Field and river

20th International Conference of Ethiopian Studies (ICES20)
Mekelle University, Ethiopia

"Regional and Global Ethiopia - Interconnections and Identities"
1-5 October, 2018

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Kazuki KAWAMATA, Graduate School of Asian and African Area Studies, Kyoto University, Japan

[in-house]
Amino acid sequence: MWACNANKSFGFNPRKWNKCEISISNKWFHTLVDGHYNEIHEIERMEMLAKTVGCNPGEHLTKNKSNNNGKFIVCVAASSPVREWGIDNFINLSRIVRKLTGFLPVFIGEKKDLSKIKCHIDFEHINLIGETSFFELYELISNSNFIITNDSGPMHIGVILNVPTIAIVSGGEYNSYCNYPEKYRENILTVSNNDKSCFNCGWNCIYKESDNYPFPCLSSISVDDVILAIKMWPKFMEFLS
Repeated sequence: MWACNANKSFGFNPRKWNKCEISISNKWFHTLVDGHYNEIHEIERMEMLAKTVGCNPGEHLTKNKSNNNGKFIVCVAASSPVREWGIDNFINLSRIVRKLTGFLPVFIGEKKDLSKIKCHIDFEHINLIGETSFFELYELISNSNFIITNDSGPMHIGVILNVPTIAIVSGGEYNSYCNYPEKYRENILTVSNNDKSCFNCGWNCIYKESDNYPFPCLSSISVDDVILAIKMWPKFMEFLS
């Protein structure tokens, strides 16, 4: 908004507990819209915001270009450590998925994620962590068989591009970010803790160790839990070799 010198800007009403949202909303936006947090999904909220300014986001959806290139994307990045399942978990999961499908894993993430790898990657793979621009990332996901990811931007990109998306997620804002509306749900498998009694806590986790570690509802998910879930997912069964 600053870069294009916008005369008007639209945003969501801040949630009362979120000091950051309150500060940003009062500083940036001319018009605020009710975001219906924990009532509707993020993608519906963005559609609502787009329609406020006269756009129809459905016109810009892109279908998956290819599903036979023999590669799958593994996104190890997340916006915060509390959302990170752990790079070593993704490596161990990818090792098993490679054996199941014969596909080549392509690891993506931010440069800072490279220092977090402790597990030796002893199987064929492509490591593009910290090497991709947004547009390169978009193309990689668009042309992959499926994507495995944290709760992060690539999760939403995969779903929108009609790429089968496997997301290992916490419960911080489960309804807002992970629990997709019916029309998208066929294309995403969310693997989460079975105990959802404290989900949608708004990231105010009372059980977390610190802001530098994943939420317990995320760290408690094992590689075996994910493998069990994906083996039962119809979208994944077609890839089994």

London’s first coffee house opened in 1652 and, twenty years later, France followed suit. From this time on, coffee rapidly became a worldwide commodity. Since coffee is regarded as an almost-daily necessity in many countries or regions (typically in what we call developed countries), the total production is increasing annually. Ethiopia is known as a prominent coffee exporter worldwide; at the same time, the domestic market is also remarkably large and accounts for approximately half of the gross volume produced within the country. To pursue greater efficiency and transparency at each stage in the process of trading coffee, both for exports and for domestic use, a commodity exchange known as the Ethiopia Commodity Exchange (ECX) was introduced in 2008. It is believed that the distribution system managed by the ECX benefits those who are economically and geographically marginalised. However, there are some doubts about its efficiency and benefits; therefore, it is necessary to examine how the ECX improves farmers’ and traders’ standard of living in rural areas. This research clarifies the livelihoods of people, mainly coffee farmers in Kaffa, the Southern Nations, Nationalities and Peoples’ Region (SNNPR) in Ethiopia. This area is a prominent coffee producing region which provides one of the best possible conditions for cultivation such as temperature and altitude and is also known as the birthplace of coffee. Using the participant observation method, we studied ethnological and indigenous knowledge related to coffee production, as well as the actual status of coffee farmers, including their culture, food, traditions, and local economy. Besides, this research examines how the ECX functions in the local producing areas. The livelihood of coffee-related people in the area, such as suppliers (acrabis in Amharic) and collectors (sebasabis in Amharic), are also focused on since they play a fundamental role in the distribution system in rural areas. Ultimately, this research will contribute towards further study which aims to clarify the relationship between capitalist production and poverty, along with social, economic, cultural, and political factors concerning coffee production in the studied area.